Vaginal atrophy (atrophic vaginitis) is thinning and inflammation of the vaginal walls due to a decline in estrogen. Vaginal atrophy occurs most often after menopause, but it can also develop during breast-feeding or at any other time your body's estrogen production declines.
For many women, vaginal atrophy makes intercourse painful — and if intercourse hurts, your interest in sex will naturally wane. In addition, healthy genital function is closely intertwined with healthy urinary system function.
Simple, effective treatments for vaginal atrophy are available. Reduced estrogen levels do result in changes to your body, but it doesn't mean you have to live with the discomfort associated with vaginal atrophy.
With moderate to severe vaginal atrophy, you may experience the following vaginal and urinary signs and symptoms:
When to see a doctor
Make an appointment to see your doctor if you experience painful intercourse that's not resolved by using a vaginal moisturizer (Replens, others) or water-based lubricant (Astroglide, K-Y, others), or if you have vaginal symptoms, such as unusual bleeding, discharge, burning or soreness.
Vaginal atrophy is caused by a decrease in estrogen production. Less circulating estrogen makes your vaginal tissues thinner, drier, less elastic and more fragile.
A drop in estrogen levels and vaginal atrophy may occur:
Vaginal atrophy due to menopause may begin to bother you during the years leading up to menopause (perimenopause), or it may not become a problem until several years into menopause. Although the condition is common, not all menopausal women develop vaginal atrophy. Regular sexual activity helps you maintain healthy vaginal tissues.
Certain factors may contribute to vaginal atrophy. Among these are:
With vaginal atrophy, your risk of vaginal infections (vaginitis) increases. Atrophy leads to a change in the acidic environment of your vagina, making you more susceptible to infection with bacteria, yeast or other organisms.
Atrophic vaginal changes are associated with changes in your urinary system (genitourinary atrophy), which can contribute to urinary problems. You might experience increased frequency or urgency of urination or burning with urination. Some women experience more urinary tract infections or incontinence. Although stress incontinence is common among menopausal women, it doesn't appear to be caused by vaginal atrophy. The connection between estrogen deficiency and urinary problems remains unclear.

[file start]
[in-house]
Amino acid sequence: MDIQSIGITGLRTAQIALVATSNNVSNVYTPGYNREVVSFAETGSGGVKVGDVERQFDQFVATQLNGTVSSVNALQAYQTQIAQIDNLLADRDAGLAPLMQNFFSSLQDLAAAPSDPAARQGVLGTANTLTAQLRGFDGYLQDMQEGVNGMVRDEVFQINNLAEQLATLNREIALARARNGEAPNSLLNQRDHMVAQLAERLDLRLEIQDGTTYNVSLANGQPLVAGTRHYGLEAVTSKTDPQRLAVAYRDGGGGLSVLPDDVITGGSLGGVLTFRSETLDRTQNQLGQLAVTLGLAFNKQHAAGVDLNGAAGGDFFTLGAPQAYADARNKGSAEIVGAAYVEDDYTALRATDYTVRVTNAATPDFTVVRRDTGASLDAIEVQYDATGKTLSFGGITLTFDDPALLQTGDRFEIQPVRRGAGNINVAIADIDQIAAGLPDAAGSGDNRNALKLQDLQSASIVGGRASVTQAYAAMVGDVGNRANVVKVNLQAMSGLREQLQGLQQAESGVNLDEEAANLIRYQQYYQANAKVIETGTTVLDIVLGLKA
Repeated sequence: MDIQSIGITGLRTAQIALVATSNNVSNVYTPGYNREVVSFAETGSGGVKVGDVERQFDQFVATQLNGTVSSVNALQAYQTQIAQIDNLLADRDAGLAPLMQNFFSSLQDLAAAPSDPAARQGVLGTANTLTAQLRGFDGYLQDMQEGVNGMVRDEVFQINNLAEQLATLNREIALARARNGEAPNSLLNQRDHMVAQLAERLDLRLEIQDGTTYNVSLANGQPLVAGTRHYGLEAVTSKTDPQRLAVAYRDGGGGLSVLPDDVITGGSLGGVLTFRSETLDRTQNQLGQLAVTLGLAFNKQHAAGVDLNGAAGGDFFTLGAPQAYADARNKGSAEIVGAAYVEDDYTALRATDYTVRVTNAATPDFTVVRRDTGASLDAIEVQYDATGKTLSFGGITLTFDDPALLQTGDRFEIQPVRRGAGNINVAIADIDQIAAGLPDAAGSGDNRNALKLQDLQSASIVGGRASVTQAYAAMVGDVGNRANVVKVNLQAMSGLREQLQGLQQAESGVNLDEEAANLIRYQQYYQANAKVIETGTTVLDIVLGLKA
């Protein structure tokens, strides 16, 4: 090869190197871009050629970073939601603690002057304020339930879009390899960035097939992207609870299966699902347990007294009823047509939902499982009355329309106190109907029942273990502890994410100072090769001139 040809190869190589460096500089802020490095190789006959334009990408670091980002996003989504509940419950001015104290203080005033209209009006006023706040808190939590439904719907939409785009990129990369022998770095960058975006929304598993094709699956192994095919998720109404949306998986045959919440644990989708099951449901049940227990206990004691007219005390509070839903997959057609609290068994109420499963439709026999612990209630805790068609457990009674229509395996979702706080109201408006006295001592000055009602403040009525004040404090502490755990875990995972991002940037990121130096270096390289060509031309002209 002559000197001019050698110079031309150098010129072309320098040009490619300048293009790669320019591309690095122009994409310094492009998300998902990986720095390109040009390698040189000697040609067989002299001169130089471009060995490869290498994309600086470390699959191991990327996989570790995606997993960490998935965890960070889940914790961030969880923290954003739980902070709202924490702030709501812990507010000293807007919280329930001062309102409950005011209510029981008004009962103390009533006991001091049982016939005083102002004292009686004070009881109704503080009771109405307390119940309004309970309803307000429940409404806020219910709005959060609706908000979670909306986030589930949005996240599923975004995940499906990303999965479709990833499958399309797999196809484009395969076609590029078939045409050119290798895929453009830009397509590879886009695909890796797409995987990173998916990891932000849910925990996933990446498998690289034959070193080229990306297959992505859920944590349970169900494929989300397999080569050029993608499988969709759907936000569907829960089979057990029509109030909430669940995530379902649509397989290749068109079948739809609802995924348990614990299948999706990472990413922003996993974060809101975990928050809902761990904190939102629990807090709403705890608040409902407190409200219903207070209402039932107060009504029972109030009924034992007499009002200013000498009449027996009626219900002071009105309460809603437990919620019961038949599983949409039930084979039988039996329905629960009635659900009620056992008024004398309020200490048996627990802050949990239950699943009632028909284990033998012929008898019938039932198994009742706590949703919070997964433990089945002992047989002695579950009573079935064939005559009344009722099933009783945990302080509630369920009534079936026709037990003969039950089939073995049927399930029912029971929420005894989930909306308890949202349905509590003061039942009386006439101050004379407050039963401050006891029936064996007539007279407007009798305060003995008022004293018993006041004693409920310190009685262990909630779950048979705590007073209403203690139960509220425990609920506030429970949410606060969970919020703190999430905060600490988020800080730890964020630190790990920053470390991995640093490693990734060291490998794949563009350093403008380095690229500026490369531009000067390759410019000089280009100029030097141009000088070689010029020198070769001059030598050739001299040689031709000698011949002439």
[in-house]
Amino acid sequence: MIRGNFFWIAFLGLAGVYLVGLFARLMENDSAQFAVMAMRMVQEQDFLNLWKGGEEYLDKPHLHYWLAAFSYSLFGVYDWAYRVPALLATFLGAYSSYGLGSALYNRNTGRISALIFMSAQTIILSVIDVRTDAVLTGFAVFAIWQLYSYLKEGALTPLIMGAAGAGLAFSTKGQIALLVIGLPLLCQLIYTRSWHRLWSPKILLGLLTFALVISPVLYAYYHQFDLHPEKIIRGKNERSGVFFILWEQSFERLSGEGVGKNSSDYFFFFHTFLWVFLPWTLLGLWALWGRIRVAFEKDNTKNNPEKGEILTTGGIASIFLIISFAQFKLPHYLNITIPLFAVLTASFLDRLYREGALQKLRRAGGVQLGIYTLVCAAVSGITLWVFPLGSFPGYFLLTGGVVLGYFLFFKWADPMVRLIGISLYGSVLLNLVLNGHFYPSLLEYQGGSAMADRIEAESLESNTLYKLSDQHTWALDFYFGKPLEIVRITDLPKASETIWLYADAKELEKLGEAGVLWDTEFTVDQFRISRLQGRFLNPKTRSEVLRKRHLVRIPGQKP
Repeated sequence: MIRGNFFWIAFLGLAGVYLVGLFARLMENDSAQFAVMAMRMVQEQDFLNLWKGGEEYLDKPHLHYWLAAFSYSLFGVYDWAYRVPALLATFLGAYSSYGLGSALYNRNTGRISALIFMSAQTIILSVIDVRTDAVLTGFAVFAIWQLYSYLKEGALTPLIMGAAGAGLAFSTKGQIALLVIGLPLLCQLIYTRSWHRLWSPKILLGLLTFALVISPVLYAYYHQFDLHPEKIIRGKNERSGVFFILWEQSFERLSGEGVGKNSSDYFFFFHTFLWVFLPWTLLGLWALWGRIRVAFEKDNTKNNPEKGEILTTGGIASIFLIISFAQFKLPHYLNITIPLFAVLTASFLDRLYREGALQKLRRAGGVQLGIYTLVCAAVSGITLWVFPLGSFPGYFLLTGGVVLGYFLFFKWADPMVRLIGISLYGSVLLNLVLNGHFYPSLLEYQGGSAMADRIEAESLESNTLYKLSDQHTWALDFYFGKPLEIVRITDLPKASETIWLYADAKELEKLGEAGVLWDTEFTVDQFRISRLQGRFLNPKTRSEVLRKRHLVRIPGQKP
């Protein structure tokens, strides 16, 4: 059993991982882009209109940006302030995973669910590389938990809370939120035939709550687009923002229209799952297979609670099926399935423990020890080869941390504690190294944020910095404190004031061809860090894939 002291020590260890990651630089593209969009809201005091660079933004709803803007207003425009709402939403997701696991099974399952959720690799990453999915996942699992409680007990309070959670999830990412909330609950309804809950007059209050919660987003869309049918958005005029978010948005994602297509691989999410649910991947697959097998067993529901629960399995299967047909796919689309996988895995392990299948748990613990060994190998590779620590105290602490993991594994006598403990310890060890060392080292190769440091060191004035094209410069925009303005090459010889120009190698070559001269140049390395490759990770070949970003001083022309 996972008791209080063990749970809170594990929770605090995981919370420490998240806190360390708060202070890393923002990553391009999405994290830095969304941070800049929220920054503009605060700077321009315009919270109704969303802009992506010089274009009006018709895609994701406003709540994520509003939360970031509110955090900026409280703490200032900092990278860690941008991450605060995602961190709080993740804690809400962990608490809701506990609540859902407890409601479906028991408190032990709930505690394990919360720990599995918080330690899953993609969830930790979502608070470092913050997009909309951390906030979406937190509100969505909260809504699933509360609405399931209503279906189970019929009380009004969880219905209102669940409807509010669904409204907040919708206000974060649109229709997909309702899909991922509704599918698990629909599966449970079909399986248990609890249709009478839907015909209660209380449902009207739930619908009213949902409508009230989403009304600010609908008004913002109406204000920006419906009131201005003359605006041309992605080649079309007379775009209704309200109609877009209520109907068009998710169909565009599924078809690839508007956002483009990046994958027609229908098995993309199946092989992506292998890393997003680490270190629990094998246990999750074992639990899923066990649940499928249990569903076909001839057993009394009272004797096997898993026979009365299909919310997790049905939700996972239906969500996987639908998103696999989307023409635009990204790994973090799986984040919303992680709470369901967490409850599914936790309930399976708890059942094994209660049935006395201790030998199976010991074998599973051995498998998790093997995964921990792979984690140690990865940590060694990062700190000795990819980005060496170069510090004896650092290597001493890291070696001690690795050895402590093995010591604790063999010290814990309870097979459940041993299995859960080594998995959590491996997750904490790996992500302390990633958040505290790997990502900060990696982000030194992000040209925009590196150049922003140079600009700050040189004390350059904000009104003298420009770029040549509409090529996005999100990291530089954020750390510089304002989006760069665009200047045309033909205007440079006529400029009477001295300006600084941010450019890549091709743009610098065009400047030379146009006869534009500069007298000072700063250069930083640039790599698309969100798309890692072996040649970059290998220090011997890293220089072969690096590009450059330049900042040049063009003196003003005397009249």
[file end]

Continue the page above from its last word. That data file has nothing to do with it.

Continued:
Preparing for your appointment
Your primary care provider may refer you to a specialist (gynecologist) to evaluate your condition.
Questions your doctor may ask
Tests and diagnosis
Diagnosis of vaginal atrophy may involve:
Treatments and drugs
Mild symptoms of vaginal atrophy may be relieved by use of an over-the-counter lubricant or moisturizer.
If symptoms are bothersome, however, either topical (vaginal) or oral estrogen is effective in relieving vaginal dryness and itchiness, and improving vaginal elasticity. Vaginal estrogen has the advantage of being effective at lower doses and limiting your overall exposure to estrogen. Estrogen applied to the vagina can still result in estrogen reaching your bloodstream, but the amount is minimal. Vaginal estrogen may also provide more direct relief of symptoms.
You should experience noticeable improvements after a few weeks of estrogen therapy. Some symptoms of severe atrophy may take longer to resolve.
If you have a history of breast cancer, oral estrogen therapy generally isn't recommended as it might stimulate cancer cell growth, especially if your breast cancer was hormonally sensitive. Whether low-dose vaginal estrogen is safe for breast cancer survivors is controversial. It's not known whether even a small increase in the level of estrogen circulating in your bloodstream may increase your risk of the cancer coming back. You might choose nonhormonal treatments, such as moisturizers and lubricants, instead.
Oral estrogen therapy
Lifestyle and home remedies
If you're experiencing vaginal dryness or irritation, the following measures may provide some relief:
A variety of alternative medicines are used to treat vaginal dryness and irritation associated with menopause, but few approaches are backed by evidence from clinical trials. Interest in complementary and alternative medicine is growing and researchers are working to determine the benefits and risks of various alternative treatments for vaginal atrophy. Here are some of the approaches under investigation:
Regular sexual activity, either with or without a partner, can decrease problems with vaginal atrophy. Sexual activity enhances blood flow to your vagina, which helps keep vaginal tissues healthy.
Last Updated: 2010-09-17
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